SPRING 1883 – 2021 Edition Satellite Fair

SPRING 1883
2021 Edition – Satellite Fair

The seventh edition of SPRING1883 due to take place at The Hotel Windsor has been impacted by the current event restrictions.

A number of participating galleries will now showcase their fair ‘booths’ at satellite spaces across Melbourne including Jacob Hoerner Galleries. The fair can also be viewed online on Artsy from 4–29. August, 2021.

Now taking place at Jacob Hoerner Galleries & Various Spring 1883 Participant Galleries – For further information and a list of all galleries visit www.spring1883.com

Jacob Hoerner Galleries
Spring 1883 Program

VIP Private View
6-8pm Wednesday August 4 2021
(Rsvp Essential)

Vernissage – Open Invite
6-8pm Thursday August 5 2021
(Rsvp Pref.)

REBECCA AGNEW
HANNAH GOLDSTEIN
ALEX HAMILTON
SEAN HOGAN
JOHN LENNOX
DAVID PALLISER
ANDREW SIBLEY

Spring1883 is a young and exciting alternative art fair that presents the best of contemporary art practice from Australia and New Zealand. The seventh edition will see participating galleries present compelling work in physical spaces and online throughout August.

Satellite Spaces
4-29. August

Online Spring1883 x Artsy
4–29. August

Spring1883’s exclusive partnership with Artsy—the leading online marketplace for discovering and collecting art—allows collectors to enquire about and buy art directly from participating galleries.

Jacob Hoerner Galleries – Artsy Link here
www.artsy.net/show/jacob-hoerner-galleries-jacob-hoerner-galleries-at-spring1883-2021

For further information and a list of all participating galleries visit www.spring1883.com

For all Inquiries in relation to the Jacob Hoerner Galleries presentation be in contact via this link

To Request an Online Catalogue for Jacob Hoerner Galleries at Spring 1883 – Email info@jacobhoernergalleries.com

Jacob Hoerner Galleries
1 Sutton Place
Carlton Melbourne 3053
Naarm Australia

Open
12-5pm Wed-Sat
(& by Appointment)

www.jacobhoernergalleries.com
info@jacobhoernergalleries.com
+61 (0) 412 243 818

www.spring1883.com

 

Subjects in Orbit

Catalogue Essay by Saskia Beudel

When we meet in David Palliser’s studio above a shop on Brunswick Street, he refers to his working methods as a ‘mad chess game’, a series of calibrations and recalibrations between figuration and abstraction, ‘line versus mass’ and ‘drawing versus painting’. Add to this colour, flatness, the illusion of depth, and a range of textures and viscosity in the paint. A day’s work, he says, might be scrubbed out to retain a few small remnants.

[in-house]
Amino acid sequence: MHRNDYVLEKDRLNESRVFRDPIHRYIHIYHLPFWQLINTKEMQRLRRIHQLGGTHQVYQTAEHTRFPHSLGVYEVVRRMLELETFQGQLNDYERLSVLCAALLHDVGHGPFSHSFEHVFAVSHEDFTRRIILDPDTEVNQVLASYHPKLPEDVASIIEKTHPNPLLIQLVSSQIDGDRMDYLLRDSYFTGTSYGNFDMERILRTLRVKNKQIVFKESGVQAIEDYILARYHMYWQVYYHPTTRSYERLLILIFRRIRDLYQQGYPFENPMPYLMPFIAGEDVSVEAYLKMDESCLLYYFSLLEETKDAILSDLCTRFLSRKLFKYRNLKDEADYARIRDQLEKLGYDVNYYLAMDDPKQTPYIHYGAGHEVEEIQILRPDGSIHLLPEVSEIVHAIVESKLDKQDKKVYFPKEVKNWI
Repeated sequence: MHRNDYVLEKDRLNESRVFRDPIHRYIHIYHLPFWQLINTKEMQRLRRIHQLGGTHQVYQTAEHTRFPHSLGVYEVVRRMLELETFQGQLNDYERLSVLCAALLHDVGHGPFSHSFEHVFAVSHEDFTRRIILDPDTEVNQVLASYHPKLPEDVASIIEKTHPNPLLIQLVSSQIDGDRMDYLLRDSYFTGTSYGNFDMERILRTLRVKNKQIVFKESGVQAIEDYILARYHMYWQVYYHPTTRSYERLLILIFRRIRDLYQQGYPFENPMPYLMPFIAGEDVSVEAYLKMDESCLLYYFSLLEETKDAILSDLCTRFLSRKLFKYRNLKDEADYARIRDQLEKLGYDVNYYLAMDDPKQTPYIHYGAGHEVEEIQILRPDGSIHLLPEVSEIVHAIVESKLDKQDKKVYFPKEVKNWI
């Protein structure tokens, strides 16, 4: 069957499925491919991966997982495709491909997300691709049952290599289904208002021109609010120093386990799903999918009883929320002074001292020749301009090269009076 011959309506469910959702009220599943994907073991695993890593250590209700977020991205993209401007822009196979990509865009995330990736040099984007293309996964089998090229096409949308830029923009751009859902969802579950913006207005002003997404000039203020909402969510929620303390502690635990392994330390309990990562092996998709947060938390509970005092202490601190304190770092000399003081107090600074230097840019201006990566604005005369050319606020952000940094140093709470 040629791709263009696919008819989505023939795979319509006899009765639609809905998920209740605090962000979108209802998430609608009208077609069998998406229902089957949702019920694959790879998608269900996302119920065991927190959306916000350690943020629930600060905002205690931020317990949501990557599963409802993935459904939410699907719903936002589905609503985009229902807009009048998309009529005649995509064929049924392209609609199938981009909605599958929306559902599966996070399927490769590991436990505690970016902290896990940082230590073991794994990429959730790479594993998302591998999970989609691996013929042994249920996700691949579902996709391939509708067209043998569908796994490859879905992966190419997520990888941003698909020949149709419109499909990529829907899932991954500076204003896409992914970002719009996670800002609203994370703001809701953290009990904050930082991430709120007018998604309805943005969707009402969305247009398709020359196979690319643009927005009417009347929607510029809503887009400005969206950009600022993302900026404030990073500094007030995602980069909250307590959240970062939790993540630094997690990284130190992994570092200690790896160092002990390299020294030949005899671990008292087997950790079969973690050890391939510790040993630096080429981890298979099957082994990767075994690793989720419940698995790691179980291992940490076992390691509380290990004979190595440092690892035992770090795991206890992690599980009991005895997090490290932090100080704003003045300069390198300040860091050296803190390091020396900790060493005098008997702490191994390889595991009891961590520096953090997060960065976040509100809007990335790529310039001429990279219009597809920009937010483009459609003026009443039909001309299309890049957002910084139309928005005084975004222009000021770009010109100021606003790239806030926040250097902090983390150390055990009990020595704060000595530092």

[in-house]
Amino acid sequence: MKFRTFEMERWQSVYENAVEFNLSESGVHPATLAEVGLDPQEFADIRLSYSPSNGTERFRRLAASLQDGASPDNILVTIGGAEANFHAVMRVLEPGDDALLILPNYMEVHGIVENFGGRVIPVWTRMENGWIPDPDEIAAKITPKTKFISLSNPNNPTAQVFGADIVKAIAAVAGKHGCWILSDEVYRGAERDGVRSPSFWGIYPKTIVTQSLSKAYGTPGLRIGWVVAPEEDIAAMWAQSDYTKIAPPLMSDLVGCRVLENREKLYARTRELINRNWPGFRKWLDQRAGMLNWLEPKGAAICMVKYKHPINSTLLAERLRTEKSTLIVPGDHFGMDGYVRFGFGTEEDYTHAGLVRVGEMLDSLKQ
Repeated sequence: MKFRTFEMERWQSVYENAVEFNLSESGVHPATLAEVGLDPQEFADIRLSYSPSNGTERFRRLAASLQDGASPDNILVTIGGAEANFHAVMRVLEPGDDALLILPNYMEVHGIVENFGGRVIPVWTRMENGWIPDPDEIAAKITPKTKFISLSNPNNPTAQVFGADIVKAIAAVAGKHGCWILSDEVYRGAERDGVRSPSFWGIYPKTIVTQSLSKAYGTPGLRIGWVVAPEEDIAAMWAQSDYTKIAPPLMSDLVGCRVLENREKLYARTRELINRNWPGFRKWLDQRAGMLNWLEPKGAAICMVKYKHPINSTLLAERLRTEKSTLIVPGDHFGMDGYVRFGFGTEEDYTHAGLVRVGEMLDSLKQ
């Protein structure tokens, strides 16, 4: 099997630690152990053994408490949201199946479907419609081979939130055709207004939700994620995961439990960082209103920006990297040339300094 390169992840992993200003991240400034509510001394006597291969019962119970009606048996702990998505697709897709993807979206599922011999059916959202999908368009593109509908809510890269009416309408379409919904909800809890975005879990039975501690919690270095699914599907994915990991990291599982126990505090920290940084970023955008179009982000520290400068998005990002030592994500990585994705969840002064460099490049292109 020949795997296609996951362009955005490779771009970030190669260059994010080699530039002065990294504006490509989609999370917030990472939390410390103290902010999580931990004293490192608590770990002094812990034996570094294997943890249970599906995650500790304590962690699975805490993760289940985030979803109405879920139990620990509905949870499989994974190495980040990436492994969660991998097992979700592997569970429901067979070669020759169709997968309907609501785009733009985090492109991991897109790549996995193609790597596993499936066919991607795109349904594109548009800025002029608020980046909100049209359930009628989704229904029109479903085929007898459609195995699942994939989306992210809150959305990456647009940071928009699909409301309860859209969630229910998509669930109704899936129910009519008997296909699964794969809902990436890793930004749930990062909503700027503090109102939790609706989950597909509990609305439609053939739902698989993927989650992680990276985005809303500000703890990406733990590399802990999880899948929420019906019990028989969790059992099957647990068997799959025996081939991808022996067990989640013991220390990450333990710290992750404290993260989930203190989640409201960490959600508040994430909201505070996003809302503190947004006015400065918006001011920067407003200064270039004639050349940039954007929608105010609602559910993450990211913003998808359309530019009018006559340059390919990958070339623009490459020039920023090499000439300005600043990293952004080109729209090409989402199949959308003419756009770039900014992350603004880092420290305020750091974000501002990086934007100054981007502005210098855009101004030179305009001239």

‘It’s a torturous process of getting the mechanics of the picture right so that no one thing dominates,’ he says. ‘The drawn sections come very early. The most agonising thing is getting the colour to work, trying to make all the parts animated so that they “sing” or have a “bite” or an emotional punch that you can’t quite put your finger on.’

Painting is, for Palliser, unequivocally process driven, propelled by discovery of ‘anomalies’ and solutions through the creative act rather than by preconceived outcomes. The same holds for his hopes for the viewer. ‘The paintings are about the experience of looking rather than looking at something,’ he says.

‘Are they purely formal exercises?’ I ask. There’s no hint, say, of socially engaged art (Mierle Laderman Ukeles’ landmark Manifesto for Maintenance Art of 1969 springs to mind). Neither do they, as Peter Westwood puts it, ‘merely address some chic criteria’. Palliser is unapologetic in his self-confessedly obsessive focus on the ‘canvas world’ and its technical, tactile, retinal and aesthetic demands. Ironically, he invites an anarchic element into his work, to ‘screw things up’ to see what happens, and yet all this occurs via the most traditional of materials in art historical terms: oil paint on linen.

‘The paintings contain things that are on the verge of becoming something,’ he replies. ‘There is a figurative force trying to animate these things.’ This seems a powerful, apt description. He elaborates further: ‘Spatial play becomes a figurative force that animates chance inventions and shapes discovered on the canvas.’